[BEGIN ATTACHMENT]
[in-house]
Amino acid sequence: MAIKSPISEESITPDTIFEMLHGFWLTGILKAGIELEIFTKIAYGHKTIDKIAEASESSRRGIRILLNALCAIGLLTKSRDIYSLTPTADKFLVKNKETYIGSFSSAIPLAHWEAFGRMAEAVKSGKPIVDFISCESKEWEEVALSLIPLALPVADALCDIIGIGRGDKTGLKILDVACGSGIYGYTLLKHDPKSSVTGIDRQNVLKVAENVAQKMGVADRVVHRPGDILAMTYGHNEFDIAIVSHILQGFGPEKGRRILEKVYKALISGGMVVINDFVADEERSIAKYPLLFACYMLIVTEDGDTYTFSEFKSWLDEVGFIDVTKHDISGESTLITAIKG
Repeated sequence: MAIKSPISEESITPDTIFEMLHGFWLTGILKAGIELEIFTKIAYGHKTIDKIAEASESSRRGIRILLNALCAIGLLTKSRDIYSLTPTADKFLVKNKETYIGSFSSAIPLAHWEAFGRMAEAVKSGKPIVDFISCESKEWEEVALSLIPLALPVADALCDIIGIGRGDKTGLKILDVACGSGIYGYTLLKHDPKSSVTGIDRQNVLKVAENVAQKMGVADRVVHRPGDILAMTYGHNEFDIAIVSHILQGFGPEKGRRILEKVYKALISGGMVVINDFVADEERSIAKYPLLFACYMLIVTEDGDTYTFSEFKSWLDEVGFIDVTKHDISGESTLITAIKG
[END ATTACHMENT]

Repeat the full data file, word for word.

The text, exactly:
[in-house]
Amino acid sequence: MAIKSPISEESITPDTIFEMLHGFWLTGILKAGIELEIFTKIAYGHKTIDKIAEASESSRRGIRILLNALCAIGLLTKSRDIYSLTPTADKFLVKNKETYIGSFSSAIPLAHWEAFGRMAEAVKSGKPIVDFISCESKEWEEVALSLIPLALPVADALCDIIGIGRGDKTGLKILDVACGSGIYGYTLLKHDPKSSVTGIDRQNVLKVAENVAQKMGVADRVVHRPGDILAMTYGHNEFDIAIVSHILQGFGPEKGRRILEKVYKALISGGMVVINDFVADEERSIAKYPLLFACYMLIVTEDGDTYTFSEFKSWLDEVGFIDVTKHDISGESTLITAIKG
Repeated sequence: MAIKSPISEESITPDTIFEMLHGFWLTGILKAGIELEIFTKIAYGHKTIDKIAEASESSRRGIRILLNALCAIGLLTKSRDIYSLTPTADKFLVKNKETYIGSFSSAIPLAHWEAFGRMAEAVKSGKPIVDFISCESKEWEEVALSLIPLALPVADALCDIIGIGRGDKTGLKILDVACGSGIYGYTLLKHDPKSSVTGIDRQNVLKVAENVAQKMGVADRVVHRPGDILAMTYGHNEFDIAIVSHILQGFGPEKGRRILEKVYKALISGGMVVINDFVADEERSIAKYPLLFACYMLIVTEDGDTYTFSEFKSWLDEVGFIDVTKHDISGESTLITAIKG